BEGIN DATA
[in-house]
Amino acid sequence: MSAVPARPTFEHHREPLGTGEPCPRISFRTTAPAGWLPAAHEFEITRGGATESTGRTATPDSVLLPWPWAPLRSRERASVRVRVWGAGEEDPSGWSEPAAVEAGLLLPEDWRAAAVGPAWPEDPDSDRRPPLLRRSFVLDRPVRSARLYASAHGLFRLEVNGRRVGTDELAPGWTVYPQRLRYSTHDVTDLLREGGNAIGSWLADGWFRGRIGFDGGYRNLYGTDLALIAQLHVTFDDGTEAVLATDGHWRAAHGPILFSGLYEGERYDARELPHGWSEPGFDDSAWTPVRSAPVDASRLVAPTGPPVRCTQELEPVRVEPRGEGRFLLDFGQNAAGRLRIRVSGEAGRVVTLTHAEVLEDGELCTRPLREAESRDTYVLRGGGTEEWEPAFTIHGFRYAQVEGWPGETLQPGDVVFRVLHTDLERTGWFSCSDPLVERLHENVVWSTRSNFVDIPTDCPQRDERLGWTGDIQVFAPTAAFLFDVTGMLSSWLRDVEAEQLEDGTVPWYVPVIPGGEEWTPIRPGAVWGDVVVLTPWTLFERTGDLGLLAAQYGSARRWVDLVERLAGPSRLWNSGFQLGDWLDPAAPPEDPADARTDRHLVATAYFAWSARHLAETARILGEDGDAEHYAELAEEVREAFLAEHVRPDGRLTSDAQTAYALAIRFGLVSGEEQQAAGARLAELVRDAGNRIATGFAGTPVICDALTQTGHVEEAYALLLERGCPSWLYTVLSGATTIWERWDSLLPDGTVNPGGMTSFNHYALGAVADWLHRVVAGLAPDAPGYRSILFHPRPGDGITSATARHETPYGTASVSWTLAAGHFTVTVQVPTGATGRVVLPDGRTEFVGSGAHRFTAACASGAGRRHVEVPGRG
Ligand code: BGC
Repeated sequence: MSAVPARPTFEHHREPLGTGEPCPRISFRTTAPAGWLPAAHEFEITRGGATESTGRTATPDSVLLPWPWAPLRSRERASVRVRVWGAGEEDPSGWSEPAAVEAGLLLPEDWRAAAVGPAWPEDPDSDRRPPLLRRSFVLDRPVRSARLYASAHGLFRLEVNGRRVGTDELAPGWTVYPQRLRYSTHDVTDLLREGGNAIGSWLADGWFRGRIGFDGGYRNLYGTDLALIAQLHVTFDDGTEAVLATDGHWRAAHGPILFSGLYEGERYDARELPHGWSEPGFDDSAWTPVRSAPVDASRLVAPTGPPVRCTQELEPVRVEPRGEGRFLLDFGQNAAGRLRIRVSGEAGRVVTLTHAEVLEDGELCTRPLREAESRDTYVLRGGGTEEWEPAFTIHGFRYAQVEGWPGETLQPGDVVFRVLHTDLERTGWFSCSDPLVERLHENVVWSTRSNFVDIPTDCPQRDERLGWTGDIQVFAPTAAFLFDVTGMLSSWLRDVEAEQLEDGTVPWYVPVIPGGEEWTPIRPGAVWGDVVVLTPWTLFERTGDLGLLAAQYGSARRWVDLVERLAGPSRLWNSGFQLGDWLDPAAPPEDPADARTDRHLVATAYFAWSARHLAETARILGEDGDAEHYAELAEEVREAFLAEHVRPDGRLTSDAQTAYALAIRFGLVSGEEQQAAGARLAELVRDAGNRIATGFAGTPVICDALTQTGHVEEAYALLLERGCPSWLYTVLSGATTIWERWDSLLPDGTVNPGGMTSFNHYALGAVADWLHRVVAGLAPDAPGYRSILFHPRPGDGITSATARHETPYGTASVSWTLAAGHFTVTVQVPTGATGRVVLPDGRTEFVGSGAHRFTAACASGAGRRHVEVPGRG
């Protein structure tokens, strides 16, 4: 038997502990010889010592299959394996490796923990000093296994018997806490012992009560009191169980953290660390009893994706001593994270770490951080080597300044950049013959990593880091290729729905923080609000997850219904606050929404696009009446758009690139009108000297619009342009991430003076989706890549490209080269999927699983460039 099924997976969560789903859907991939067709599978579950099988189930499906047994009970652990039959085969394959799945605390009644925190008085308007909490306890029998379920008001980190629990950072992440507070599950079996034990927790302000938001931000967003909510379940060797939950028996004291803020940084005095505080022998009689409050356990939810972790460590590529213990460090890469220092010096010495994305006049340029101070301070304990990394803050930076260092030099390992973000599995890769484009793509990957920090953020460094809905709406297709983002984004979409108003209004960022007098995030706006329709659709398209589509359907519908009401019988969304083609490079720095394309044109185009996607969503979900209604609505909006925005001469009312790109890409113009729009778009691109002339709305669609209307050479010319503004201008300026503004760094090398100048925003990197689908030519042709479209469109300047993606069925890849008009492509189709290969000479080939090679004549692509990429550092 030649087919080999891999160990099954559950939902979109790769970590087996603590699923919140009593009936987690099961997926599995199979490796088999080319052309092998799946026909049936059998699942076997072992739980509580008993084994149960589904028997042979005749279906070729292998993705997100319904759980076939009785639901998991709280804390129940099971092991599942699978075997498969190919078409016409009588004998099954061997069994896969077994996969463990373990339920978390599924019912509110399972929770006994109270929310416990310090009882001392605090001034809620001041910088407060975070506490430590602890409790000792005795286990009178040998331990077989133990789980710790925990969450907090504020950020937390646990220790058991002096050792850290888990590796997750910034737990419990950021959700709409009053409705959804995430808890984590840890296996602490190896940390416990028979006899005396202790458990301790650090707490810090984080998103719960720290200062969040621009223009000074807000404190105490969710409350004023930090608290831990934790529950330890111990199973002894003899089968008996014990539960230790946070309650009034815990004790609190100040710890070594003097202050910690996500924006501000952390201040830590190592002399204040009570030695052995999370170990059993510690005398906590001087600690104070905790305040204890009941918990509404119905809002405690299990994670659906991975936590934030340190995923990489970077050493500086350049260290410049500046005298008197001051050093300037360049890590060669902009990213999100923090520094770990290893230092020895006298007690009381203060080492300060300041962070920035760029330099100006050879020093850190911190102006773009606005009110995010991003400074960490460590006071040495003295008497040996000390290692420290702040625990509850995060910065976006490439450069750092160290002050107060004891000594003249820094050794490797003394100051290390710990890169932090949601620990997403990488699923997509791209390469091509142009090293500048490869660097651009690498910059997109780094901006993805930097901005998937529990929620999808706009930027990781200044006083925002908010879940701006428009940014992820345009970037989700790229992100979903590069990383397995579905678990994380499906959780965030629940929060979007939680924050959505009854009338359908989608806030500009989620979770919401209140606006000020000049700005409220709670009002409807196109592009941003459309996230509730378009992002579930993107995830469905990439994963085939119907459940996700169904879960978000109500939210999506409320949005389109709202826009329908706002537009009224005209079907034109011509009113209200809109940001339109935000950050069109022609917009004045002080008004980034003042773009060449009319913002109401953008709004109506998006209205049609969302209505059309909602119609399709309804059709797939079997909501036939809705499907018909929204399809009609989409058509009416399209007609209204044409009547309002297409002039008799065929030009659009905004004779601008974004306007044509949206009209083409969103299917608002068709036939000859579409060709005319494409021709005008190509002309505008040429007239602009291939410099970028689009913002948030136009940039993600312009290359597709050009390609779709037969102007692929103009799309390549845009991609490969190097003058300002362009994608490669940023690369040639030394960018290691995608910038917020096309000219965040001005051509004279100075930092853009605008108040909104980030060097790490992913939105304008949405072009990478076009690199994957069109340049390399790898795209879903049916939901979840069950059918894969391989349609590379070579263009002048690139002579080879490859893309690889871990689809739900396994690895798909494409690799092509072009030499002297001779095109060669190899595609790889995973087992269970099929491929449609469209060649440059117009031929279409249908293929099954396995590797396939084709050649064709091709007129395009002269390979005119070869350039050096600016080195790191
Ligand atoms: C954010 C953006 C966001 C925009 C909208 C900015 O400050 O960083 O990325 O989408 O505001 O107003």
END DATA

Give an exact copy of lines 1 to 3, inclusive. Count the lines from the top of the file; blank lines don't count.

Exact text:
[in-house]
Amino acid sequence: MSAVPARPTFEHHREPLGTGEPCPRISFRTTAPAGWLPAAHEFEITRGGATESTGRTATPDSVLLPWPWAPLRSRERASVRVRVWGAGEEDPSGWSEPAAVEAGLLLPEDWRAAAVGPAWPEDPDSDRRPPLLRRSFVLDRPVRSARLYASAHGLFRLEVNGRRVGTDELAPGWTVYPQRLRYSTHDVTDLLREGGNAIGSWLADGWFRGRIGFDGGYRNLYGTDLALIAQLHVTFDDGTEAVLATDGHWRAAHGPILFSGLYEGERYDARELPHGWSEPGFDDSAWTPVRSAPVDASRLVAPTGPPVRCTQELEPVRVEPRGEGRFLLDFGQNAAGRLRIRVSGEAGRVVTLTHAEVLEDGELCTRPLREAESRDTYVLRGGGTEEWEPAFTIHGFRYAQVEGWPGETLQPGDVVFRVLHTDLERTGWFSCSDPLVERLHENVVWSTRSNFVDIPTDCPQRDERLGWTGDIQVFAPTAAFLFDVTGMLSSWLRDVEAEQLEDGTVPWYVPVIPGGEEWTPIRPGAVWGDVVVLTPWTLFERTGDLGLLAAQYGSARRWVDLVERLAGPSRLWNSGFQLGDWLDPAAPPEDPADARTDRHLVATAYFAWSARHLAETARILGEDGDAEHYAELAEEVREAFLAEHVRPDGRLTSDAQTAYALAIRFGLVSGEEQQAAGARLAELVRDAGNRIATGFAGTPVICDALTQTGHVEEAYALLLERGCPSWLYTVLSGATTIWERWDSLLPDGTVNPGGMTSFNHYALGAVADWLHRVVAGLAPDAPGYRSILFHPRPGDGITSATARHETPYGTASVSWTLAAGHFTVTVQVPTGATGRVVLPDGRTEFVGSGAHRFTAACASGAGRRHVEVPGRG
Ligand code: BGC